An eighteenth century American diarist, William Byrd, mentions most mornings that he danced his dance. This occurs often after his breakfast of milk, sometimes still warm from the cow. It’s not definite but I assume he is recording his bowel movement each day as a feature worth noting. Reference to such aspects of bodily function are often considered uncouth, but he might have thought no one but he would read it. These diaries did not come to light until the twentieth century.

We have much literature about food, its preparation, digestion, and incorporation. There is a big business in dealing with heartburn and stomach distress. Even less pleasant are remedies for inadequate evacuation of bodily waste, what’s left after the process of nutrition. But that too is a necessary part of life’s sustenance activity.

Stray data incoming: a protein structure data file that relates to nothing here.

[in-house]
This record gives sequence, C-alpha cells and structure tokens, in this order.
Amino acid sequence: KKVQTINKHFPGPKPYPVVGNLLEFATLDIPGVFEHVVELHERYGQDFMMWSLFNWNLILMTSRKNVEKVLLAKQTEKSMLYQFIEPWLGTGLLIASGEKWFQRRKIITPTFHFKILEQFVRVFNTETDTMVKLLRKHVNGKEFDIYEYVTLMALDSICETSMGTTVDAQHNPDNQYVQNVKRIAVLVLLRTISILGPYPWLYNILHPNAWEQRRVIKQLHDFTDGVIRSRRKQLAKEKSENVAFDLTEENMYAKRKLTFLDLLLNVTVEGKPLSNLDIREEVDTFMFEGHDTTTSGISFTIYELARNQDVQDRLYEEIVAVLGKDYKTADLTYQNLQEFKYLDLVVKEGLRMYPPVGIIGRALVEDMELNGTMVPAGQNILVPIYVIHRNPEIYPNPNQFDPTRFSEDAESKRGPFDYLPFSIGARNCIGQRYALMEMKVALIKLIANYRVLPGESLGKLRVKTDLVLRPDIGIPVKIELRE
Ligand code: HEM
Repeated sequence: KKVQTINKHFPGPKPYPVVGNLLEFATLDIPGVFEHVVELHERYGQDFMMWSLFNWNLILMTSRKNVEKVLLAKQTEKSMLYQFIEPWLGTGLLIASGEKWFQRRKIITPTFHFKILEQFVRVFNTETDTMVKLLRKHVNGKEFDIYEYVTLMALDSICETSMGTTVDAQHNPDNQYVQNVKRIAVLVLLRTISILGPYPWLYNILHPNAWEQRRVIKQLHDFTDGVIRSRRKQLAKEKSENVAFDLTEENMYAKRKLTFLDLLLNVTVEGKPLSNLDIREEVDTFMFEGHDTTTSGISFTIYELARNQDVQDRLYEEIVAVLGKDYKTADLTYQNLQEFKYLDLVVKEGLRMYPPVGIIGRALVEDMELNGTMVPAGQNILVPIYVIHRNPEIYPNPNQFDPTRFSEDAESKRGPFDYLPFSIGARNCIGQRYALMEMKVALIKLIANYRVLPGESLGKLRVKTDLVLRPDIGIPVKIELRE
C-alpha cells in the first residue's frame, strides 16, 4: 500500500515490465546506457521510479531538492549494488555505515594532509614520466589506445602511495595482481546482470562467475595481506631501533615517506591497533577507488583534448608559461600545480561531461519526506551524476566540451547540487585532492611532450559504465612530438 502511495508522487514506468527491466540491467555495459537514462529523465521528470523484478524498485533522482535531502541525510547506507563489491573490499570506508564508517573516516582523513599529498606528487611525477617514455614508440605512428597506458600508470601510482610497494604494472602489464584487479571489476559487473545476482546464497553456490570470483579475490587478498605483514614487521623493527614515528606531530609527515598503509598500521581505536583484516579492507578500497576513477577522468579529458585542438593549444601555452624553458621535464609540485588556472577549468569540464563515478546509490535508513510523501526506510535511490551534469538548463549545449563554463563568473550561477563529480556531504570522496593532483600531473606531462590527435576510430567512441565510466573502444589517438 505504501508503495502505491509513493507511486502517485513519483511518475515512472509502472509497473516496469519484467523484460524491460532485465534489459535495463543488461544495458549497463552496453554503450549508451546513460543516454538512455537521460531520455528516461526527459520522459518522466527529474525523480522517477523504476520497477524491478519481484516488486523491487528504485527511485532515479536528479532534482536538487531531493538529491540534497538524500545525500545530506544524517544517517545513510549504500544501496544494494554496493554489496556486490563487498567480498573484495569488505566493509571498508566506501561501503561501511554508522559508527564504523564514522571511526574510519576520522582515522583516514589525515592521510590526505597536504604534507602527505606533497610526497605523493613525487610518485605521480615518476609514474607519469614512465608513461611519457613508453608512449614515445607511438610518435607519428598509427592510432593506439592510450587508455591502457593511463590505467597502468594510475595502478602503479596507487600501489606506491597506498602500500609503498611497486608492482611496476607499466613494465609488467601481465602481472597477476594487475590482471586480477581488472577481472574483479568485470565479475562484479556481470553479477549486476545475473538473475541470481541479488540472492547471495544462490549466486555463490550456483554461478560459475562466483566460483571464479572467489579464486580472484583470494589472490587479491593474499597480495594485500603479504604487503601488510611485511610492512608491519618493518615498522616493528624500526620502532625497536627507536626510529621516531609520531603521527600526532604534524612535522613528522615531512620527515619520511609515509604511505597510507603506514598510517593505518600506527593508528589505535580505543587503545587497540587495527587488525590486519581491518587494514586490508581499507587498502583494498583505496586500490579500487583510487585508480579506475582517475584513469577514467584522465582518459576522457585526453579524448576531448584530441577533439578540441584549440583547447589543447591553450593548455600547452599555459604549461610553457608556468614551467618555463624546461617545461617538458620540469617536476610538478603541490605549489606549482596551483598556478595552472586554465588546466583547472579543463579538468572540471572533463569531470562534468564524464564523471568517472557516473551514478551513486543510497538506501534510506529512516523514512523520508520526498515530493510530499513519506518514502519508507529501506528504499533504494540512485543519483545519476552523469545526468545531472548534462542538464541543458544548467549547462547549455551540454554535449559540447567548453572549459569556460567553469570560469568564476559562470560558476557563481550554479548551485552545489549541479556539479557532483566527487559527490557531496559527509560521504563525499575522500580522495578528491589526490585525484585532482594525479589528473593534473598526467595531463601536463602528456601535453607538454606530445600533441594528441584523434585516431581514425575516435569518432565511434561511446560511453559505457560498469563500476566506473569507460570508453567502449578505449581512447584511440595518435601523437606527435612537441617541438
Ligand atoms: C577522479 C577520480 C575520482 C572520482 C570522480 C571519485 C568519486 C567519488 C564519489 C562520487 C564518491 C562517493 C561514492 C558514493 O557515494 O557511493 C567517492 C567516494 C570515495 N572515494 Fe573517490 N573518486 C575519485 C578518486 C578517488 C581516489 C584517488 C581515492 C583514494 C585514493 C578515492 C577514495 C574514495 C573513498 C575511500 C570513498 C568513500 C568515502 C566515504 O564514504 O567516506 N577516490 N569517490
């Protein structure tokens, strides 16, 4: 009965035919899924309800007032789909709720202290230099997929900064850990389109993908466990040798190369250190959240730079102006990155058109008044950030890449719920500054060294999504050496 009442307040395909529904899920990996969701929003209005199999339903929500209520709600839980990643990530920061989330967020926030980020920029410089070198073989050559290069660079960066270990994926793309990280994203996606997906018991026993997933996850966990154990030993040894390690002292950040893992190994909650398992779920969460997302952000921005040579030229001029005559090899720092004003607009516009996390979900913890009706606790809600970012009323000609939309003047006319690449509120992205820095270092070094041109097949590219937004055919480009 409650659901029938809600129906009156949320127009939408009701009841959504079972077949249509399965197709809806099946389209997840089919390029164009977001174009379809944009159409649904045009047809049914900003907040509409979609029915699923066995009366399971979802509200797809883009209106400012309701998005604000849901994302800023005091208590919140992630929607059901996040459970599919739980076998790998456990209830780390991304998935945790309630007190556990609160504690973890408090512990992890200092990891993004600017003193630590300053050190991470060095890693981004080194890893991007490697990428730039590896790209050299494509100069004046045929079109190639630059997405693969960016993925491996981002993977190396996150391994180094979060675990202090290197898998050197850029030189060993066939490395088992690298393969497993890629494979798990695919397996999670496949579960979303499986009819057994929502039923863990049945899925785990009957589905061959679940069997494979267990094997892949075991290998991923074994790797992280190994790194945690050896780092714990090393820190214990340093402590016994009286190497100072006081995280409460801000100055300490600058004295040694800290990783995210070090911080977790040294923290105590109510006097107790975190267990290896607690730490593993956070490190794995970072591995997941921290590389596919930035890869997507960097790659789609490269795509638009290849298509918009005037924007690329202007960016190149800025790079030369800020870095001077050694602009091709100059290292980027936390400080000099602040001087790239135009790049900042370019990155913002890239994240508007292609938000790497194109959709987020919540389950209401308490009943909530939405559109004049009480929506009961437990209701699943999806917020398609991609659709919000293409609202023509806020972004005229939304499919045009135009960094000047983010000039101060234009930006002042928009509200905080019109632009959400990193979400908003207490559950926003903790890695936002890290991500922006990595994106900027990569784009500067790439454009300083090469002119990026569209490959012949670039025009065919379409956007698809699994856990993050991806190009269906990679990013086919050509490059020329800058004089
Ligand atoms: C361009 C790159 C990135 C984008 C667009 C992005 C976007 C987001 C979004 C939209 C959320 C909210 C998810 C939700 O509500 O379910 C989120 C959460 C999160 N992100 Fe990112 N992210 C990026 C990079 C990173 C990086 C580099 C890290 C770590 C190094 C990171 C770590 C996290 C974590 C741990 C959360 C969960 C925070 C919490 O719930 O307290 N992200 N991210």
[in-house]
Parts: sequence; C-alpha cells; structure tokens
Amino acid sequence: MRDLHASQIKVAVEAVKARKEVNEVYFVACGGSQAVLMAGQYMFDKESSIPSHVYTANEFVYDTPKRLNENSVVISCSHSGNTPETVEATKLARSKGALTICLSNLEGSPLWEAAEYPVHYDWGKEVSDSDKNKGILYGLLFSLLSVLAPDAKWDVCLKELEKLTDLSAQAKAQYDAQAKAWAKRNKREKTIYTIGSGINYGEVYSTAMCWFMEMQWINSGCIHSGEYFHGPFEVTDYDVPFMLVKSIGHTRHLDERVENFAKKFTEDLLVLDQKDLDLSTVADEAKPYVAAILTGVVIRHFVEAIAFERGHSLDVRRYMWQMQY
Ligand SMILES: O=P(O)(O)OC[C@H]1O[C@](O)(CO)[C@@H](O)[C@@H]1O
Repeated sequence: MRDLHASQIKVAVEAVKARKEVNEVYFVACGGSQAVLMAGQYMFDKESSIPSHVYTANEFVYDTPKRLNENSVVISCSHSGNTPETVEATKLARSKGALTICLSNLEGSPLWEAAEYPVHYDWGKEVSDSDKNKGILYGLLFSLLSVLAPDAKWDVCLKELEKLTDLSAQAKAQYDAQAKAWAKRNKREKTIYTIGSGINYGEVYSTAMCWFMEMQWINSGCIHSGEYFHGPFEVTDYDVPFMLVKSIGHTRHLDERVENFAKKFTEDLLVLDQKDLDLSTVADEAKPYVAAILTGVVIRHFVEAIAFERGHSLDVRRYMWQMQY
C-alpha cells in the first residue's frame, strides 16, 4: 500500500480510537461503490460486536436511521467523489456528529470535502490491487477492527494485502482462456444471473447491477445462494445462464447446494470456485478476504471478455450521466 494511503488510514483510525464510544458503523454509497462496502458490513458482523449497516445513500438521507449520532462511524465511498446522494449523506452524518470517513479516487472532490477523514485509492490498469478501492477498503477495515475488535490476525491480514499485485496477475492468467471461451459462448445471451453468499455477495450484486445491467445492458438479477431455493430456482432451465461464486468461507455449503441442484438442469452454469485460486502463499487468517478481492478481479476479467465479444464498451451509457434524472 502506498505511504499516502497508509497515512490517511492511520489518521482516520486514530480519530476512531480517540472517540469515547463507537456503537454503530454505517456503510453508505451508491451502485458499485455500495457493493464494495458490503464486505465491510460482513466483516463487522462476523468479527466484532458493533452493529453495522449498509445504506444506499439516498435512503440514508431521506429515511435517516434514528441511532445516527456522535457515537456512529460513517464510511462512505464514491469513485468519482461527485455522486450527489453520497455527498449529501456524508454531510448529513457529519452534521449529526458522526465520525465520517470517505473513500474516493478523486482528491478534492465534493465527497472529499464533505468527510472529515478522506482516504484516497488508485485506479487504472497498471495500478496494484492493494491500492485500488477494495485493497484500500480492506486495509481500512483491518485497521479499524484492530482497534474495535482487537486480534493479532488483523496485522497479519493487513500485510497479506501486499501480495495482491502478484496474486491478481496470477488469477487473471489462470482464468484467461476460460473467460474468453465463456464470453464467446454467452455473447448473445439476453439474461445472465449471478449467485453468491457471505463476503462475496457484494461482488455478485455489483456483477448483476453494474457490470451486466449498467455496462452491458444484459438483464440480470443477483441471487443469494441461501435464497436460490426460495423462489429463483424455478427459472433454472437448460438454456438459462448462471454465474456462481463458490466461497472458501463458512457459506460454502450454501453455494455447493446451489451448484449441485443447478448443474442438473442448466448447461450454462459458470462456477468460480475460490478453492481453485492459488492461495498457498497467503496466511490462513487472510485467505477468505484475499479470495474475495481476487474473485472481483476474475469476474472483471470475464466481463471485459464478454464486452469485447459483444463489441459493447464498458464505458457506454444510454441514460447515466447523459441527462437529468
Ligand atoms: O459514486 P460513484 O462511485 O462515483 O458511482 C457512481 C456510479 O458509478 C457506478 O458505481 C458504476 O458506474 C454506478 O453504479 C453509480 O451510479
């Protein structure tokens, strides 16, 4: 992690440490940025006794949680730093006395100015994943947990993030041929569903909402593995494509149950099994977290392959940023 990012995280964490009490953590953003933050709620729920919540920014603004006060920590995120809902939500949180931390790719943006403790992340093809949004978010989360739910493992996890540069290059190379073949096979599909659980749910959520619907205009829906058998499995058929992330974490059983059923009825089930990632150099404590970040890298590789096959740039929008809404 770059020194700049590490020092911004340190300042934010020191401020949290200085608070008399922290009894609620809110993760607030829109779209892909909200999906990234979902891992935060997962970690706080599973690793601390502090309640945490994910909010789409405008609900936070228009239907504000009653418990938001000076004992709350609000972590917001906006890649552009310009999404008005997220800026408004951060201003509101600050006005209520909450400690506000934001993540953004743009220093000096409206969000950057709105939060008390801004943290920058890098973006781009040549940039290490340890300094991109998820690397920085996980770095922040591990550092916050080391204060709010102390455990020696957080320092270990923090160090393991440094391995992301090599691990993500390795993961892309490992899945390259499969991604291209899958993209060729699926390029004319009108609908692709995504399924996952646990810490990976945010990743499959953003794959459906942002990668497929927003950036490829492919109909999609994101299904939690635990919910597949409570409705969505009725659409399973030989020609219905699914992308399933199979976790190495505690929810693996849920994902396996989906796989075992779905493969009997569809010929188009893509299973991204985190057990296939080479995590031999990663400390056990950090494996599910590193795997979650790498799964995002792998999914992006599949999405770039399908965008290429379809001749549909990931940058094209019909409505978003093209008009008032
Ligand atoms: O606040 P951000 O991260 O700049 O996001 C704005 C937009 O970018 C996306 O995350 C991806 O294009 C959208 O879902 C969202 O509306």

There’s a movie about the most dangerous aspect of this process, disposal of the result, “Mr. Toilet: The World’s #2 Man.” Plumbing to deal with this is very recent and unfortunately expensive. The fictional Mr. Crapper is famous for his presumed invention of the flushing toilet. Much more like this is needed in today’s poor world.

It is so luxurious that we Americans flush our toilets with drinking water, except in Flint MI. Gardeners have used “night soil” as fertilizer like farmers who put animal waste on fields. Commodes using less water are a better solution. But a prominent tweeter complains that we have to flush 10 to 15 times with low-flush. Maybe he does, but that is his fault – he is too full of it in his body.

Unlike him we can all try to conserve water and also help develop appropriate facilities and practices in less luxurious parts of the world. All humans could dance and dispose better.

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